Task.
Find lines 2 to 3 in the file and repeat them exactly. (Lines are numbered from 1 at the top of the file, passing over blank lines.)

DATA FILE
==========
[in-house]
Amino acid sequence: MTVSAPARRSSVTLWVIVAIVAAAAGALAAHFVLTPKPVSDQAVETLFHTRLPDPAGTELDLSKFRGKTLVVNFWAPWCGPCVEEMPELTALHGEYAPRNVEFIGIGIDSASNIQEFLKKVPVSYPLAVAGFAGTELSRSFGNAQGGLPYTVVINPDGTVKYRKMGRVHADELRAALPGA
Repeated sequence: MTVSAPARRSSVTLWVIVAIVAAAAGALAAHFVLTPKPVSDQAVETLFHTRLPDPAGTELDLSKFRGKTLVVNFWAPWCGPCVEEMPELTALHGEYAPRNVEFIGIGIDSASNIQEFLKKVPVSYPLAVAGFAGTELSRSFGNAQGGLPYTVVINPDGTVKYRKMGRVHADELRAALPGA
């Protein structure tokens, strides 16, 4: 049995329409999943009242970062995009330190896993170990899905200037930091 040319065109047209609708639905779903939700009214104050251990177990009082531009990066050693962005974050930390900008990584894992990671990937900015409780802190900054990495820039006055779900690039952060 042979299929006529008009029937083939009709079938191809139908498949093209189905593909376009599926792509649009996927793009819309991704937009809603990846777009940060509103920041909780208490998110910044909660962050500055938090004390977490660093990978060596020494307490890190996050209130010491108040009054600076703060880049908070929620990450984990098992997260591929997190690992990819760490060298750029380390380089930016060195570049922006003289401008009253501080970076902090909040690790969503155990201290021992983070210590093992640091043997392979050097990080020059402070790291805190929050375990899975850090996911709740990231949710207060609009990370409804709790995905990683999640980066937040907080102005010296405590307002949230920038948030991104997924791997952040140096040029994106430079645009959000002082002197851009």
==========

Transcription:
Amino acid sequence: MTVSAPARRSSVTLWVIVAIVAAAAGALAAHFVLTPKPVSDQAVETLFHTRLPDPAGTELDLSKFRGKTLVVNFWAPWCGPCVEEMPELTALHGEYAPRNVEFIGIGIDSASNIQEFLKKVPVSYPLAVAGFAGTELSRSFGNAQGGLPYTVVINPDGTVKYRKMGRVHADELRAALPGA
Repeated sequence: MTVSAPARRSSVTLWVIVAIVAAAAGALAAHFVLTPKPVSDQAVETLFHTRLPDPAGTELDLSKFRGKTLVVNFWAPWCGPCVEEMPELTALHGEYAPRNVEFIGIGIDSASNIQEFLKKVPVSYPLAVAGFAGTELSRSFGNAQGGLPYTVVINPDGTVKYRKMGRVHADELRAALPGA